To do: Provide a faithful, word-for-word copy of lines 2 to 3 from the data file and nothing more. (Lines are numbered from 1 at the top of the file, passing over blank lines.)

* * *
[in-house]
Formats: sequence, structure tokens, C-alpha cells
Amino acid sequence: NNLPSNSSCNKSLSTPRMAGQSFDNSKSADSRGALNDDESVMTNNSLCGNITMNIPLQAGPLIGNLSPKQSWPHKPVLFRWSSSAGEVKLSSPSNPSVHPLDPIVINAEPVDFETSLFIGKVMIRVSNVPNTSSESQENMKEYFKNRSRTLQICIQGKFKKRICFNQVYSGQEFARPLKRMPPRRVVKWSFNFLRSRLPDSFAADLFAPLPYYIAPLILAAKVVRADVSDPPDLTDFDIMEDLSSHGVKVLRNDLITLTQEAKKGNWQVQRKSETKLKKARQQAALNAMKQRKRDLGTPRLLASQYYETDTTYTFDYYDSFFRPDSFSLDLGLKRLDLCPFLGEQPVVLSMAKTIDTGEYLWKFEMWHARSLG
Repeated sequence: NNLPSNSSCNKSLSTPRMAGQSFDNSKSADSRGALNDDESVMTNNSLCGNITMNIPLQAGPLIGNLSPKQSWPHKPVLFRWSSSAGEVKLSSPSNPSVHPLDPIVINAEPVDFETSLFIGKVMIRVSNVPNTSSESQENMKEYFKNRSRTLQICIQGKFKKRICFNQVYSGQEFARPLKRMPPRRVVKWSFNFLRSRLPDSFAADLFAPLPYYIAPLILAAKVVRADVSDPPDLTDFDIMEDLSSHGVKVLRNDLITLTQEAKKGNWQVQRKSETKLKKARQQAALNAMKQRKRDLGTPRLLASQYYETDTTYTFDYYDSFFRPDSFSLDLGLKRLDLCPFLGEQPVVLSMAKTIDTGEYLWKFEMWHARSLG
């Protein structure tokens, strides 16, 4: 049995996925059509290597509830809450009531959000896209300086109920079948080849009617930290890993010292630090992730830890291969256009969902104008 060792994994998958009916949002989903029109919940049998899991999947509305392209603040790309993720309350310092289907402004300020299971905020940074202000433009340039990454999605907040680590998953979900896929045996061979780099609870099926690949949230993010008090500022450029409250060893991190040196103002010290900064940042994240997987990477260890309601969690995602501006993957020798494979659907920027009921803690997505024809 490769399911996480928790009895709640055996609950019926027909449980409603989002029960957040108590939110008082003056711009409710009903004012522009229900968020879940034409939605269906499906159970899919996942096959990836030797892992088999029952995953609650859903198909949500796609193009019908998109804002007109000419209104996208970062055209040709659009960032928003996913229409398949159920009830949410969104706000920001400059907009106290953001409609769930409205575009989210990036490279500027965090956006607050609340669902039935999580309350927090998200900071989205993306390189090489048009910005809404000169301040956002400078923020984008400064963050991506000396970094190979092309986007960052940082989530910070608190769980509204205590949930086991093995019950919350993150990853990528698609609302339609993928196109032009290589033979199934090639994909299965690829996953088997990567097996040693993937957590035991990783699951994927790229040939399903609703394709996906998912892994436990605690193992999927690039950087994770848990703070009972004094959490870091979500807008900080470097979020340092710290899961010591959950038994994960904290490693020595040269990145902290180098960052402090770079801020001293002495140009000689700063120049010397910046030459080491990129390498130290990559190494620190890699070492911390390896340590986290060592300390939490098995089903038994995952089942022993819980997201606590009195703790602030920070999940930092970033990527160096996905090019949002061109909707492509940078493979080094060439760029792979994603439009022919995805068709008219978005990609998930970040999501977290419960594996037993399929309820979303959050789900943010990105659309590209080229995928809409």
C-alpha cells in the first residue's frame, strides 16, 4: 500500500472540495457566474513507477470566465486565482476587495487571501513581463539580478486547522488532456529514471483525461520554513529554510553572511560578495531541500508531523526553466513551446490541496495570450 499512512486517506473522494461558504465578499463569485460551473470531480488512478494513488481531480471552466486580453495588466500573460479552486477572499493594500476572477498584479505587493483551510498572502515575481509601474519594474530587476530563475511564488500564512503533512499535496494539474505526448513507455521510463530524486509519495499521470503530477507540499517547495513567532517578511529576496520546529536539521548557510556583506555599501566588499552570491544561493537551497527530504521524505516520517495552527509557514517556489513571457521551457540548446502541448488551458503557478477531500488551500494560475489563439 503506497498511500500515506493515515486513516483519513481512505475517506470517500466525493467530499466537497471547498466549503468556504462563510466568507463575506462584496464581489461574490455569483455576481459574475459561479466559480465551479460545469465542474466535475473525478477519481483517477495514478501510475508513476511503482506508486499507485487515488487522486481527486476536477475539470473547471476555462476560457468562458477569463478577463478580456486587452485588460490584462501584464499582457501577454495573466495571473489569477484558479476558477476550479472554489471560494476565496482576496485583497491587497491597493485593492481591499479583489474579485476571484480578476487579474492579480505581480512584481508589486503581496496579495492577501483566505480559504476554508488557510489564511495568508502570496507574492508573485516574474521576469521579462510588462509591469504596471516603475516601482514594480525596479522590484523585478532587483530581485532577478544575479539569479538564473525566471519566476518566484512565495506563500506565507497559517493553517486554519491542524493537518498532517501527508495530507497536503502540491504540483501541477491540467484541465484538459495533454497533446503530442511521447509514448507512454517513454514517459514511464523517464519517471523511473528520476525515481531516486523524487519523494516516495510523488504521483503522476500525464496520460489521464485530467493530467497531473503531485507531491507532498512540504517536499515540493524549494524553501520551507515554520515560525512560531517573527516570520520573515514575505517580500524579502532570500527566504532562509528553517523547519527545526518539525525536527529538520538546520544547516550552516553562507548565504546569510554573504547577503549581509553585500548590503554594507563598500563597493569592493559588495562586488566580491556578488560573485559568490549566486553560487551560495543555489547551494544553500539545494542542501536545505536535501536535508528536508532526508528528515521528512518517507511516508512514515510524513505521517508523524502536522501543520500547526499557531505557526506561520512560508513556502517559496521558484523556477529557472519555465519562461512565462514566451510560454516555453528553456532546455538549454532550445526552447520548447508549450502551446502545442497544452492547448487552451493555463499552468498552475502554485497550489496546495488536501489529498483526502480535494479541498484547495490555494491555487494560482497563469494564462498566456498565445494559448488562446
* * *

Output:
Formats: sequence, structure tokens, C-alpha cells
Amino acid sequence: NNLPSNSSCNKSLSTPRMAGQSFDNSKSADSRGALNDDESVMTNNSLCGNITMNIPLQAGPLIGNLSPKQSWPHKPVLFRWSSSAGEVKLSSPSNPSVHPLDPIVINAEPVDFETSLFIGKVMIRVSNVPNTSSESQENMKEYFKNRSRTLQICIQGKFKKRICFNQVYSGQEFARPLKRMPPRRVVKWSFNFLRSRLPDSFAADLFAPLPYYIAPLILAAKVVRADVSDPPDLTDFDIMEDLSSHGVKVLRNDLITLTQEAKKGNWQVQRKSETKLKKARQQAALNAMKQRKRDLGTPRLLASQYYETDTTYTFDYYDSFFRPDSFSLDLGLKRLDLCPFLGEQPVVLSMAKTIDTGEYLWKFEMWHARSLG